There has also been a signal failure to smoke out the collaborators and traitors within the security agencies. Jonathan, the ruling party and major opposition parties are playing with Nigeria’s survival by politicising terrorism. Our political class has been largely irresponsible in their response. From those who perversely see the Presidency as their birthright and opportunists who want power at all costs, to the ruling party whose members shamelessly gorge themselves on the national wealth and run the country with uncommon ineptitude, levity is much in evidence. Terrorism transcends partisanship and our politicians ought to know this.
To avoid a calamitous outcome and humanitarian catastrophe, Jonathan needs a hands-on approach and a fierce determination to preserve the Nigerian state. He should stop his foreign junkets and demand results from the security agencies, some of whose bosses have proved to be dismally incompetent. Such non-performers need to be sent packing to make room for new managers with fresh ideas.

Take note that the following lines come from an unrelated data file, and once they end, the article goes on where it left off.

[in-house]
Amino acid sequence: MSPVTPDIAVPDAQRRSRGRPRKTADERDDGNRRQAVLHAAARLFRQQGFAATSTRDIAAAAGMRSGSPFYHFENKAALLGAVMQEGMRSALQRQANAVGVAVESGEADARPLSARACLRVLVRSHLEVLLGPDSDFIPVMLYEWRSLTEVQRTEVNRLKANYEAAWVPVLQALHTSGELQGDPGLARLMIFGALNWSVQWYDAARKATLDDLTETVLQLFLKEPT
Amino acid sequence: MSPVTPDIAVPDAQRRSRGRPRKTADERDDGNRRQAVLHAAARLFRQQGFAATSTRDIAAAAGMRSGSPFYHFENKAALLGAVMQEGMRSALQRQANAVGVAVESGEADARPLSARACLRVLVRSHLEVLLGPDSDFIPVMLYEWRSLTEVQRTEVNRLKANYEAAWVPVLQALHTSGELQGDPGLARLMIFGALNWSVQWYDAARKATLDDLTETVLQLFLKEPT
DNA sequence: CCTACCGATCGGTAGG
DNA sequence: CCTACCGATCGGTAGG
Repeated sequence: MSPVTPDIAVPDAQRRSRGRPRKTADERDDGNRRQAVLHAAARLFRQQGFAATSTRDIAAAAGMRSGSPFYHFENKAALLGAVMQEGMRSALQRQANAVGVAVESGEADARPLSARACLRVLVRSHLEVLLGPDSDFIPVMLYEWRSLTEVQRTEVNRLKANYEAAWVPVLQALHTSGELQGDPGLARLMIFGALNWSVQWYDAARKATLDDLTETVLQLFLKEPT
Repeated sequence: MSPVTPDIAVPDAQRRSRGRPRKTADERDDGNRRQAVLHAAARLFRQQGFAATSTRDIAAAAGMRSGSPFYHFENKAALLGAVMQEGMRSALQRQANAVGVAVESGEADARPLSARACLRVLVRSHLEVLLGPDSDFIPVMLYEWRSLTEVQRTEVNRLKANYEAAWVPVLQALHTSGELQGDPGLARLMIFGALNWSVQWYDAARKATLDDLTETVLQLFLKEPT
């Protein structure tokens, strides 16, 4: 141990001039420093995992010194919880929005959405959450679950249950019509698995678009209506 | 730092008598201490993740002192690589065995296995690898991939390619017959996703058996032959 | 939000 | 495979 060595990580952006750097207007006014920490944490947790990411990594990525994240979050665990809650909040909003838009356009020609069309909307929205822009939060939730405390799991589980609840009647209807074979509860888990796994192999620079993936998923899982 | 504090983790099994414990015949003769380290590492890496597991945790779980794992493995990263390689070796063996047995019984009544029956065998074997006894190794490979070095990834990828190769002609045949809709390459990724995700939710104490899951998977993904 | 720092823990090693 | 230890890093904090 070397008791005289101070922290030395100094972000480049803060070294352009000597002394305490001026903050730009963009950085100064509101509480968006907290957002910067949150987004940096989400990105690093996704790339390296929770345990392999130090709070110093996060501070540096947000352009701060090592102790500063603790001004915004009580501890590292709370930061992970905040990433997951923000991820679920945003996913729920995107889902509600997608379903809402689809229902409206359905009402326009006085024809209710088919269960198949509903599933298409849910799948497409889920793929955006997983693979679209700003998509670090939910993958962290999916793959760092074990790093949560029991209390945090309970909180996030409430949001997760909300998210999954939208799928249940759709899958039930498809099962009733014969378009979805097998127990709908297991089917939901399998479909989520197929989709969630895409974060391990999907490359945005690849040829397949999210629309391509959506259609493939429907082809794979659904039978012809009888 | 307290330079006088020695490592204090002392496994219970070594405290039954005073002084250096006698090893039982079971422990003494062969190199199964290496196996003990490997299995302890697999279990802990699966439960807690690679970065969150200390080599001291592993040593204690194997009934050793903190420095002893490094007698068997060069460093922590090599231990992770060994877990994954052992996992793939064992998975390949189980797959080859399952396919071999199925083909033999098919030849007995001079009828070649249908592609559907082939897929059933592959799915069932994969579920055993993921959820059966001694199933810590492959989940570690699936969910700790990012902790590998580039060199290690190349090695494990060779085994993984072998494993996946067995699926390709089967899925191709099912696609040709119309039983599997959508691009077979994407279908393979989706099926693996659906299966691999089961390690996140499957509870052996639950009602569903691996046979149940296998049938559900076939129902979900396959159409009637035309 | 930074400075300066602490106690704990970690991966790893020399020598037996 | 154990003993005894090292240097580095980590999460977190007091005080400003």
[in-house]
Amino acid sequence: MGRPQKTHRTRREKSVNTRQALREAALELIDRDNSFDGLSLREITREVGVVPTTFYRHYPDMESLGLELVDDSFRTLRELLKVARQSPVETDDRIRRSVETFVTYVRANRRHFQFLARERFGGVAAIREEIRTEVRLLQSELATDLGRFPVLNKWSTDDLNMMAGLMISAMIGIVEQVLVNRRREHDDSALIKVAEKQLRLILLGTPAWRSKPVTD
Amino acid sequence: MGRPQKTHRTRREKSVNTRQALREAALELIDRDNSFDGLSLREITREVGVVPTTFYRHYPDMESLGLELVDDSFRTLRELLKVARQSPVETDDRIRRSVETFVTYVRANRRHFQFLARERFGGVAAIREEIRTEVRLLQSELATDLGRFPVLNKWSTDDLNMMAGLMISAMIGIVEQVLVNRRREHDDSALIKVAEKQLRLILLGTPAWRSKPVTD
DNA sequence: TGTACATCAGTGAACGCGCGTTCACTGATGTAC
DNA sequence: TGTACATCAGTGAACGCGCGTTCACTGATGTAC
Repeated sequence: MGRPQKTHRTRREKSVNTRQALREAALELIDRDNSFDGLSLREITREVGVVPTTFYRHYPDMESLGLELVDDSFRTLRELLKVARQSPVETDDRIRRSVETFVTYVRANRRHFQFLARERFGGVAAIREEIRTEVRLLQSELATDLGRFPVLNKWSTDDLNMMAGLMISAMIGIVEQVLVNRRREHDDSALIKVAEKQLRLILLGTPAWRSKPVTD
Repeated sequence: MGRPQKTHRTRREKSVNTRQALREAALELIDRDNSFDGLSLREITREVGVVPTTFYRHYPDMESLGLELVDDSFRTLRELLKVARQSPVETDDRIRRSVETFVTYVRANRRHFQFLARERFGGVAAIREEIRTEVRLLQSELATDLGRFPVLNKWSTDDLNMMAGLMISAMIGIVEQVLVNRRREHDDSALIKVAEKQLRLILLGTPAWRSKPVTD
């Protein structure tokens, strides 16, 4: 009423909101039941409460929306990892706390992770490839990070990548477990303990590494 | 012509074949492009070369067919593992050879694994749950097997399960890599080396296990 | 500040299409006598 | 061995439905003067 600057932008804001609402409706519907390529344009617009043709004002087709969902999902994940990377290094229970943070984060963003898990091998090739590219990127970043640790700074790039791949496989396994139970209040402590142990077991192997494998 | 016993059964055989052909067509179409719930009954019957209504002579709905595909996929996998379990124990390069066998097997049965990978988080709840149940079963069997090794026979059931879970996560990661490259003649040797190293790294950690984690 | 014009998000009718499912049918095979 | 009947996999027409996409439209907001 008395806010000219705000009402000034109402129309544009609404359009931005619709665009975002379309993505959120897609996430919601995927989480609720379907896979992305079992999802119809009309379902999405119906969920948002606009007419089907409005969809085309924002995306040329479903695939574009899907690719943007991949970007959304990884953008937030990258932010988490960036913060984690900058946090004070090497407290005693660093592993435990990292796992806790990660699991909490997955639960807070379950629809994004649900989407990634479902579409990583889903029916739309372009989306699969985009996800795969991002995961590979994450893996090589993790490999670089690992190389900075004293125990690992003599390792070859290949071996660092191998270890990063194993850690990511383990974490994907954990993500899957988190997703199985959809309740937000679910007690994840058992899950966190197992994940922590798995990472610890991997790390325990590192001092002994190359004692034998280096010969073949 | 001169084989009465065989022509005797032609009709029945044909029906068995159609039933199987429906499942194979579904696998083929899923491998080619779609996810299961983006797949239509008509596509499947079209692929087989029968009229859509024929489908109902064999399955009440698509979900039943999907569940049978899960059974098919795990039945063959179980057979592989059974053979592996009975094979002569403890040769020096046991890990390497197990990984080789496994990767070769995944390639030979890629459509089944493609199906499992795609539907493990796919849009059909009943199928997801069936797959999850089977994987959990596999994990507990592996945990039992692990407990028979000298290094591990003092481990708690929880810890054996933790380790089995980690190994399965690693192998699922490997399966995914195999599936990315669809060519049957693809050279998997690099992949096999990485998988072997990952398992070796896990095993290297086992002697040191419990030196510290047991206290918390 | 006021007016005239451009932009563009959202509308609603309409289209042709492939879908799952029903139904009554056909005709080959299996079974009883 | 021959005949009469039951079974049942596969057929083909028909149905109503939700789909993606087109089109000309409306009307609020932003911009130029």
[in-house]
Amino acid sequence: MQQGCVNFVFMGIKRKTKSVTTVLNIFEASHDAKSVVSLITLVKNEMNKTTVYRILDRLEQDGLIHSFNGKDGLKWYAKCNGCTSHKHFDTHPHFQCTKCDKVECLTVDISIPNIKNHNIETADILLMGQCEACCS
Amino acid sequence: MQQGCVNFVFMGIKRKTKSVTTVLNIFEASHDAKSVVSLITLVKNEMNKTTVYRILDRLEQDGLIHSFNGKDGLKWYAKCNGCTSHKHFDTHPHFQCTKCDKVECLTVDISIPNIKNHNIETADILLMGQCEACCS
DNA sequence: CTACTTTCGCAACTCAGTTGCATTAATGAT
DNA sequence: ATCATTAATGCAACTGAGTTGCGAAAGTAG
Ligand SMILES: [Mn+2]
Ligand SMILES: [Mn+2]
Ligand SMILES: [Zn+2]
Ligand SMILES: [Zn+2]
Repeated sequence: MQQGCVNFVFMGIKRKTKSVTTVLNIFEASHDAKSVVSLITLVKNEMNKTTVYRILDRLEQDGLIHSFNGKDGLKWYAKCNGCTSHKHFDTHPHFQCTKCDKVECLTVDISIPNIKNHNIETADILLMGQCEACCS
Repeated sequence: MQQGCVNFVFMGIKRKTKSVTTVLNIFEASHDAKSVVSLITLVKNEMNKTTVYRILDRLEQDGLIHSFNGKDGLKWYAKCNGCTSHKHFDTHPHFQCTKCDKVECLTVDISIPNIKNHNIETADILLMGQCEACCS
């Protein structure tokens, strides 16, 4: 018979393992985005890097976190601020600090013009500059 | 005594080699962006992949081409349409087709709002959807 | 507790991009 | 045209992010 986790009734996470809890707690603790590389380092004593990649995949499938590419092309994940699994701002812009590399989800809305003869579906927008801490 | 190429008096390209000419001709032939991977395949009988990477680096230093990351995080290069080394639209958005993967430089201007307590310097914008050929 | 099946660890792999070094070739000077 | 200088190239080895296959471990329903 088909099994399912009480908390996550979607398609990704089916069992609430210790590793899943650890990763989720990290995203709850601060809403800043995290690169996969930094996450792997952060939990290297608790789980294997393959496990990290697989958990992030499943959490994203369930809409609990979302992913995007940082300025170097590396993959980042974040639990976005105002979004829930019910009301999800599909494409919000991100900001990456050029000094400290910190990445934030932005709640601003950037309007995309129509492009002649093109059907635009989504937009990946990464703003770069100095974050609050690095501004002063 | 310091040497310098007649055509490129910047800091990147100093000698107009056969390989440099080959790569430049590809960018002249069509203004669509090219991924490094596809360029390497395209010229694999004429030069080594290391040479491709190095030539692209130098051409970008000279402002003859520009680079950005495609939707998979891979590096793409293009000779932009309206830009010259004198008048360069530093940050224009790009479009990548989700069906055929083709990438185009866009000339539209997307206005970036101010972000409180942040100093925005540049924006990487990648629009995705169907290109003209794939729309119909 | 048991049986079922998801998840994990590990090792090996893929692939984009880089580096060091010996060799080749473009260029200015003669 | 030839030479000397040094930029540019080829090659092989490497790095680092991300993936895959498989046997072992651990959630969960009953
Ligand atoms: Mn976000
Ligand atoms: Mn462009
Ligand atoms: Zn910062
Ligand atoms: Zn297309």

Our war against terror is failing because it is not intelligence-led; corruption has seeped into the military itself and National Security Adviser, Sambo Dasuki, as the coordinator of the nation’s security, is not up to the task. He should shape up or ship out. Nigeria’s corporate survival should not be compromised to satisfy vested interests through appointment of inept persons to strategic offices. We no longer have the luxury of time.